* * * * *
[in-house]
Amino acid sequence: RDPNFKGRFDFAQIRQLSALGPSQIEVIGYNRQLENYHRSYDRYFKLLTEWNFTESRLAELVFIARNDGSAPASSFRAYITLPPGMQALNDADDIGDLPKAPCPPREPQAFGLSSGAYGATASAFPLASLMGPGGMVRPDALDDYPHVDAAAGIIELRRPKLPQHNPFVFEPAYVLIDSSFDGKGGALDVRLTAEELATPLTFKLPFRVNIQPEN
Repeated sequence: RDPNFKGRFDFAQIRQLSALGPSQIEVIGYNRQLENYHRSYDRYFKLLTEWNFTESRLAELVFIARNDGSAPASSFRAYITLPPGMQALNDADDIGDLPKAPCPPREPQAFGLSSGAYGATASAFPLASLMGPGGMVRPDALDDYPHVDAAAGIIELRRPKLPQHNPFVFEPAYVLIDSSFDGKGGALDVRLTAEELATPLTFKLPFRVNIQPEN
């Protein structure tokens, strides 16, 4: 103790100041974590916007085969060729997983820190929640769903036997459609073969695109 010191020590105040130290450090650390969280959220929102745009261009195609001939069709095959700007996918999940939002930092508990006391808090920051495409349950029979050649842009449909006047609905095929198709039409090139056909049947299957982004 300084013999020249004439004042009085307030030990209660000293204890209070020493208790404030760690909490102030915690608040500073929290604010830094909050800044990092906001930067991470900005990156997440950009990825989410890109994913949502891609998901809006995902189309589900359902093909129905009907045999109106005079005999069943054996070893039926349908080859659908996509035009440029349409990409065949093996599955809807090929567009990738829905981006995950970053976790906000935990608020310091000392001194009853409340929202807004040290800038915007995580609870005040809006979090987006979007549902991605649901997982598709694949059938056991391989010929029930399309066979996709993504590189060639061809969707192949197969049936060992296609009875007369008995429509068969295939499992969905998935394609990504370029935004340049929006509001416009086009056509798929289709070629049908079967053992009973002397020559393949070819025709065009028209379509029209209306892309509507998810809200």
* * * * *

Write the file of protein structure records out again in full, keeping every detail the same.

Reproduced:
[in-house]
Amino acid sequence: RDPNFKGRFDFAQIRQLSALGPSQIEVIGYNRQLENYHRSYDRYFKLLTEWNFTESRLAELVFIARNDGSAPASSFRAYITLPPGMQALNDADDIGDLPKAPCPPREPQAFGLSSGAYGATASAFPLASLMGPGGMVRPDALDDYPHVDAAAGIIELRRPKLPQHNPFVFEPAYVLIDSSFDGKGGALDVRLTAEELATPLTFKLPFRVNIQPEN
Repeated sequence: RDPNFKGRFDFAQIRQLSALGPSQIEVIGYNRQLENYHRSYDRYFKLLTEWNFTESRLAELVFIARNDGSAPASSFRAYITLPPGMQALNDADDIGDLPKAPCPPREPQAFGLSSGAYGATASAFPLASLMGPGGMVRPDALDDYPHVDAAAGIIELRRPKLPQHNPFVFEPAYVLIDSSFDGKGGALDVRLTAEELATPLTFKLPFRVNIQPEN
């Protein structure tokens, strides 16, 4: 103790100041974590916007085969060729997983820190929640769903036997459609073969695109 010191020590105040130290450090650390969280959220929102745009261009195609001939069709095959700007996918999940939002930092508990006391808090920051495409349950029979050649842009449909006047609905095929198709039409090139056909049947299957982004 300084013999020249004439004042009085307030030990209660000293204890209070020493208790404030760690909490102030915690608040500073929290604010830094909050800044990092906001930067991470900005990156997440950009990825989410890109994913949502891609998901809006995902189309589900359902093909129905009907045999109106005079005999069943054996070893039926349908080859659908996509035009440029349409990409065949093996599955809807090929567009990738829905981006995950970053976790906000935990608020310091000392001194009853409340929202807004040290800038915007995580609870005040809006979090987006979007549902991605649901997982598709694949059938056991391989010929029930399309066979996709993504590189060639061809969707192949197969049936060992296609009875007369008995429509068969295939499992969905998935394609990504370029935004340049929006509001416009086009056509798929289709070629049908079967053992009973002397020559393949070819025709065009028209379509029209209306892309509507998810809200």